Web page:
Ethics approval and consent to participate: ethical approval was obtained from Ethics Committee of Debre Markos University Health Science College. The formal letter from the Health Science College was submitted to ICTE. Participants in the study were engaged on a voluntary basis and oral informed consent was taken for each participating student and confidentiality of data was maintained by excluding the name of participants recorded in the questionnaires. Study participants were informed that the research process has no any form of incentives, force, and does not bring any risks.



Results Up    Down

Socio-demographic characteristics: a total of 605 respondents participated with a 97.6% of response rate. The majority (564 (93%)) of study participants were orthodox religion followers. Only 96 (15.9%) of study participants were 25 years and above, 48 (8%) were married and 177 (29.3%) were currently living with family (Table 1).


Socio-economic and educational status of respondents: among study participants almost one fifth (19.8%) were civics department and 212 (35%) were second year students. For the majority (87.8%), the source of monthly income was from parents/family members, with 174 (28.8%) receiving above 1,000 Ethiopian birr (ETB) monthly pocket money (Table 2).


Cigarette smoking status and triggering factors of respondent: the prevalence of current cigarette smokers was 41 (6.8%) with a gender difference of male at 5.6% and at female 1.2%; whereas 50 (8.3%) reported ever cigarette smoking with male (6.8%) and female (1.5%). Amongst ever smokers 33 (66%) study subjects started smoking at college, with 25 and 8 of them were started at first and second years respectively. Sixty six (11%) of study subjects were exposed to smoke from family/other smokers. Only 17 (26%) of study subjects were providing support to quit smoking for other smokers. In this study the prevalence of cigarette smoking was high in language department enrollees and being second year students (Table 3, Figure 2, Figure 3).


Patterns of smoking and related health problems: among current smokers, more than half (56%) had smoked for more than 12 months and 61% smoked more than 6 sticks per day. Half (51.2%) of study subjects were trying to quit smoking. In the current study, 12, 7, and 2 current smokers reported respiratory, gastro-intestinal, and mental illness related to smoking respectively (Table 4).


Associated factors of cigarette smoking: in bi-variable analysis, sex, religion, marital status, department, year of study/batch, with whom currently live, monthly pocket money, relationship with family, source of food, and exposure to family/other smokers´ variables were selected for multi-variable analysis. Finally, in multi-variable analysis only variables including; male (AOR: 2.84 (95% CI: 1.13, 7.14)), divorced marital status (AOR: 7.27 (95% CI: 1.23, 42.85)), food source in hostel (AOR: 11.62 (95% CI 3.23, 41.71)), and exposure to family/other smokers (AOR: 6.17 (95% CI: 2.17, 16.06)) were selected as significantly associated factors for cigarette smoking (Table 5).



Discussion Up    Down

In this study, the prevalence of current smoking was 6.8% (95% CI: 5.02, 9.08) with higher rates in male than female students. This finding is similar study reported with 6.3% in Cameron [4] and 5.7% in Nigeria Ilorin university students [21]. The similarity may be due to large sample size of previous studies. This finding is lower than college and university students reported in Pakistan 10.7% [15], and Iran (11% Kerman College and 21% Semnan Province) [22,29], 12.94% in Rajasthan [16], 13.7% in Nigeria [2], 14.7% in Malaysia [30], 60% in Dhaka Bangladesh [17], 54% in India [31], 14% in Western Saudi Arabia [19], 12.4% in Yemen [20], and 10.5% in Iraq [27]. Furthermore, previous studies in Ethiopia university students indicated prevalence of 11.3% in Wollo [32], 11.8% in Adigrat [33], 14.5% Jigjiga [23], 19.17% in Dilla [25], and 20.6% in Hawassa [24]. Such differences may be due to the socio-cultural, demography, and religious aspects of cigarette smoking across the country and within the respective nations.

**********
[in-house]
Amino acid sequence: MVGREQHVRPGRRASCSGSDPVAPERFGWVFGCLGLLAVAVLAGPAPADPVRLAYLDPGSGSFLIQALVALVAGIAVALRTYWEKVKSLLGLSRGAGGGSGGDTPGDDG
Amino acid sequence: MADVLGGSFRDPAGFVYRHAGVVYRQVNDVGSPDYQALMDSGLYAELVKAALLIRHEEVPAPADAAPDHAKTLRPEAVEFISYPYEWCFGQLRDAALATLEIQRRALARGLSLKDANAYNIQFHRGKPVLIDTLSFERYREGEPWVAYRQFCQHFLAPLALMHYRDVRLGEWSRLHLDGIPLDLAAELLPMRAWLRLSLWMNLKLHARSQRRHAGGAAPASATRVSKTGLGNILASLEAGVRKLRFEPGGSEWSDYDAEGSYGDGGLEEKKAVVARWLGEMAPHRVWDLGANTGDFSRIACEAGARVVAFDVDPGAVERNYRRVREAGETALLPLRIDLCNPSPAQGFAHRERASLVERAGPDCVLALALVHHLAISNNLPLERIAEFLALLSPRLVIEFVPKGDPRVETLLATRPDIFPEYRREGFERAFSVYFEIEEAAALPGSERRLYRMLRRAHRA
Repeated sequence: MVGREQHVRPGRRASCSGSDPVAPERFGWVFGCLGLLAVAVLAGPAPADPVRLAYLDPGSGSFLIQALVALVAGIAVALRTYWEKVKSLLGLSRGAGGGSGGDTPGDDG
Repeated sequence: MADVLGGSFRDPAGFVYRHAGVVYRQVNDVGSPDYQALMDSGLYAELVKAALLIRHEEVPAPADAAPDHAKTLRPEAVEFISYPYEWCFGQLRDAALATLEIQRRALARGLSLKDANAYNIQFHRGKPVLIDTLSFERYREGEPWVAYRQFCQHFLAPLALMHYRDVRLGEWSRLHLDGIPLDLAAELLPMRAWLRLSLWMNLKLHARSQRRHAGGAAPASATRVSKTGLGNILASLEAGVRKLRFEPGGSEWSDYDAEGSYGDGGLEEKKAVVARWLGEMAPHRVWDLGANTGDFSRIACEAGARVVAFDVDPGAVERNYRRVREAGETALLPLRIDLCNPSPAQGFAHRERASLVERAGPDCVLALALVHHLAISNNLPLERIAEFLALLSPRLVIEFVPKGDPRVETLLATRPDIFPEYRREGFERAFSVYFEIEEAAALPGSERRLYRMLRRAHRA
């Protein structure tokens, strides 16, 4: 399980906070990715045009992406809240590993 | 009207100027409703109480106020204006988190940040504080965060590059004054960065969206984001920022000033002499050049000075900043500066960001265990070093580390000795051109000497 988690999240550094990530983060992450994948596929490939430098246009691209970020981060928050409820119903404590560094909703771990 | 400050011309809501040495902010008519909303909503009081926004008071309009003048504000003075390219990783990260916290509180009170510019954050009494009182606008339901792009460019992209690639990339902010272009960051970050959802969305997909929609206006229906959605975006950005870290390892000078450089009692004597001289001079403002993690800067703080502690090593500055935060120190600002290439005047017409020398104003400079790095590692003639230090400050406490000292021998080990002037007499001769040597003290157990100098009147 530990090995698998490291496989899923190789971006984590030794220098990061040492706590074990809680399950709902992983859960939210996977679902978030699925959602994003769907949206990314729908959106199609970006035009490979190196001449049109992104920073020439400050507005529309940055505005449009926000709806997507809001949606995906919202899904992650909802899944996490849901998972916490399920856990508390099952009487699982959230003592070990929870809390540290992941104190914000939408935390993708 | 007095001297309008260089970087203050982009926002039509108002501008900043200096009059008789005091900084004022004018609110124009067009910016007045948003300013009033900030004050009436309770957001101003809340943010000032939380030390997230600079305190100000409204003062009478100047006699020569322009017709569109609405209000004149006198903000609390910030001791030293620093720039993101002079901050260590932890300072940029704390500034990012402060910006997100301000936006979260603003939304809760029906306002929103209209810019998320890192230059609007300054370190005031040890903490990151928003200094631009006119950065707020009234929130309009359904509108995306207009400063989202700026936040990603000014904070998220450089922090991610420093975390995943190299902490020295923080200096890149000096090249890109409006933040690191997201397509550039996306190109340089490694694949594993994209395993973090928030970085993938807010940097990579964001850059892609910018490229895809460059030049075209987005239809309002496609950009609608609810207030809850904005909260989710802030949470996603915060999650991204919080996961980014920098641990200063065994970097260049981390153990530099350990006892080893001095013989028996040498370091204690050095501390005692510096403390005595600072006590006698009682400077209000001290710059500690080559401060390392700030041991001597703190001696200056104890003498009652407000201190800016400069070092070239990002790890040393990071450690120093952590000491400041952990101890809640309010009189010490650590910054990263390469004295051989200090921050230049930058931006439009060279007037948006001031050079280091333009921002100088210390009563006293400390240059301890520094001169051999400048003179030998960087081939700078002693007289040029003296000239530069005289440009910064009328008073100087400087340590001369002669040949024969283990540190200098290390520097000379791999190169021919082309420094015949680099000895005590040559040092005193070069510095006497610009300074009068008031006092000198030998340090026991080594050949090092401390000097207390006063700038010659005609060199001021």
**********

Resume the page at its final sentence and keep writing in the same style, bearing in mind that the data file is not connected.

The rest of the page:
In this study, use of cigarette smoking is quite low as compared to previous studies which may be due to negative connotations of smoking by the special community called “Agew” in the region, as well as sample size difference. This study finding was higher than 4% in school students of Tanzania [34], 3% urban setting in Nigeria secondary schools [35] and 1.8% in Addis Ababa medical university students [26]. This discrepancy may be due to difference of study setting conducted at urban and early age enrolling of study participants in Tanzania and Nigeria.


In this study, sex of study participant is associated with cigarette smoking: male students are almost 3 fold at risk to cigarette smoked compared to female students (AOR: 2.84 (95% CI 1.13, 7.14)). This finding was consistent with most of previous studies conducted in cigarette smoking among students in Iran, Rajasthan, Cameron, Iraq, Malaysia, Western Saudi Arabia, Yemen, Nigeria, and Ethiopia [2,4,16,19,20,22,27,30,34]. The lower smoking association may be due to low intention for use by female students and social attached stigma of female smokers in the community at large.


Students who were divorced were 7.27 times more likely to cigarette smoke compared to single counter parts (AOR: 7.27 (95% CI: 1.23, 42.85)). This finding is not coincide with other similar study conducted in Iraq university unmarred students are more risk [27]. The disagreement in findings may relate to practice of early marriage at most regions of country. For instance, early married is more likely result in divorce this may cause socially isolation and psychological depression. Hence, divorced students are perceived socially unacceptable which increases the probability of engaging in risky behaviors including cigarette smoking in order to relieve tension and stress.